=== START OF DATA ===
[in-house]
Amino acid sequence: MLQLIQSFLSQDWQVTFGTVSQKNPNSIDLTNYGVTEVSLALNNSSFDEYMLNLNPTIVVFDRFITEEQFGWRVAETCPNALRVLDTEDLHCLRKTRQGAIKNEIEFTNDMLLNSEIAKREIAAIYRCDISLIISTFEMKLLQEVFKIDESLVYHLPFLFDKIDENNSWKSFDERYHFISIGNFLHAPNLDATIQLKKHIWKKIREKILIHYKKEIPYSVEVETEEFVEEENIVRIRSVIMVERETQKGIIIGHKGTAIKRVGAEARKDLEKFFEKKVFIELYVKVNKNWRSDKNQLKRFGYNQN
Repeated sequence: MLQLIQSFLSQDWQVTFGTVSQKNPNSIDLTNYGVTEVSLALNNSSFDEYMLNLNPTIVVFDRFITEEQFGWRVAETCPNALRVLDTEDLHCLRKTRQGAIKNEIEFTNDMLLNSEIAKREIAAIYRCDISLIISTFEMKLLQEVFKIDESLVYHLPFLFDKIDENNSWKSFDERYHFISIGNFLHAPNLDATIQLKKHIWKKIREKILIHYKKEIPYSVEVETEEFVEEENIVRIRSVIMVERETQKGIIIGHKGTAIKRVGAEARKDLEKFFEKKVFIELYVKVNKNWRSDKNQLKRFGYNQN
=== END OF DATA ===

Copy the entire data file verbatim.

[in-house]
Amino acid sequence: MLQLIQSFLSQDWQVTFGTVSQKNPNSIDLTNYGVTEVSLALNNSSFDEYMLNLNPTIVVFDRFITEEQFGWRVAETCPNALRVLDTEDLHCLRKTRQGAIKNEIEFTNDMLLNSEIAKREIAAIYRCDISLIISTFEMKLLQEVFKIDESLVYHLPFLFDKIDENNSWKSFDERYHFISIGNFLHAPNLDATIQLKKHIWKKIREKILIHYKKEIPYSVEVETEEFVEEENIVRIRSVIMVERETQKGIIIGHKGTAIKRVGAEARKDLEKFFEKKVFIELYVKVNKNWRSDKNQLKRFGYNQN
Repeated sequence: MLQLIQSFLSQDWQVTFGTVSQKNPNSIDLTNYGVTEVSLALNNSSFDEYMLNLNPTIVVFDRFITEEQFGWRVAETCPNALRVLDTEDLHCLRKTRQGAIKNEIEFTNDMLLNSEIAKREIAAIYRCDISLIISTFEMKLLQEVFKIDESLVYHLPFLFDKIDENNSWKSFDERYHFISIGNFLHAPNLDATIQLKKHIWKKIREKILIHYKKEIPYSVEVETEEFVEEENIVRIRSVIMVERETQKGIIIGHKGTAIKRVGAEARKDLEKFFEKKVFIELYVKVNKNWRSDKNQLKRFGYNQN